As he took the stage to usher Windows Vista to market, Microsoft CEO Steve Ballmer last week tried to put the software's laborious birth behind him. The company's 71,000 employees—and the entire PC industry, for that matter— could be excused for breathing a sigh of relief, too.
"It's an exciting thing to finally be here, and that's probably all I'll say about the past," Ballmer said at the unveiling from Nasdaq's cylindrical high-tech building in New York's Times Square. Office 2007 and Exchange Server 2007 also were introduced, and 30 more products will follow over the next year, all part of the same technology wave. "This is the biggest launch we've ever done," Ballmer said. Microsoft will spend $450 million marketing it all.
Yet for all the design missteps, overly ambitious plans, and personnel changes that led to a five-year lag between versions of Windows, questions about the future of Microsoft's software are top of mind for customers and partners. Ballmer swears to never let as much time elapse between Windows versions; the question now is how the company can keep churning out innovative products on a compressed timetable.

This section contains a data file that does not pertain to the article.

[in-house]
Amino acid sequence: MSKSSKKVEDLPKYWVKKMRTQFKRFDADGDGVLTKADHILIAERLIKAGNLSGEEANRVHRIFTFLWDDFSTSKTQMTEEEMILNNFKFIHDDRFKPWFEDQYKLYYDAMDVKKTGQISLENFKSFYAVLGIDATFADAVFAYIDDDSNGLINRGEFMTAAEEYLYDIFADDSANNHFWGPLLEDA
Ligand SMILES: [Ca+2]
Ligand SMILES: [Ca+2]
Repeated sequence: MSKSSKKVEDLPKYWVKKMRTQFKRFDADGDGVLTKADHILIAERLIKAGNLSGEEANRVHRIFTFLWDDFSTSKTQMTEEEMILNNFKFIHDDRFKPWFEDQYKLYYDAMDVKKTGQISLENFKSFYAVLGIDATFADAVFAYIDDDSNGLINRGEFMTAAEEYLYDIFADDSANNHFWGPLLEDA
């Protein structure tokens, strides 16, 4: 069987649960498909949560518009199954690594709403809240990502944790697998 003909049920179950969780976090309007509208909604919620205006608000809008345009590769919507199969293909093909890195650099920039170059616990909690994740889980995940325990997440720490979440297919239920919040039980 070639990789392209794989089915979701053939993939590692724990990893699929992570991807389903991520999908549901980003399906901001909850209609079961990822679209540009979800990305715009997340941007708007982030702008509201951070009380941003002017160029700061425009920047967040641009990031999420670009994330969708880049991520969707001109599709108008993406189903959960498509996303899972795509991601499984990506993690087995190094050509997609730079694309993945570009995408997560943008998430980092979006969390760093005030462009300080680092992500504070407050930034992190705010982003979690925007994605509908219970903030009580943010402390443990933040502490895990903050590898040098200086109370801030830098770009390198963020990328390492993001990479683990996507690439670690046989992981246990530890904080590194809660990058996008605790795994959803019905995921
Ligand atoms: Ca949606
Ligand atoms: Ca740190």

"Vista is the last of the Big Bang operating system releases from Microsoft," Credit Suisse research analyst Jason Maynard wrote in a report last month, the same day he forecast that the company's share price would rise 20%, from $29 to $35, within a year. That's partly on account of Vista. Microsoft is introducing higher-priced, feature-laden editions, which could help revenue from desktop Windows grow 9% to 10% during the fiscal year.
Others question Microsoft's ability to tap into the fast-growing market for Web-delivered software. Windows and Office are Microsoft's most lucrative products, accounting for more than 60% of the company's $10.8 billion in revenue during the first quarter, ended Sept. 30. "They're really tied to the fat-client model," says Gartner analyst Michael Silver.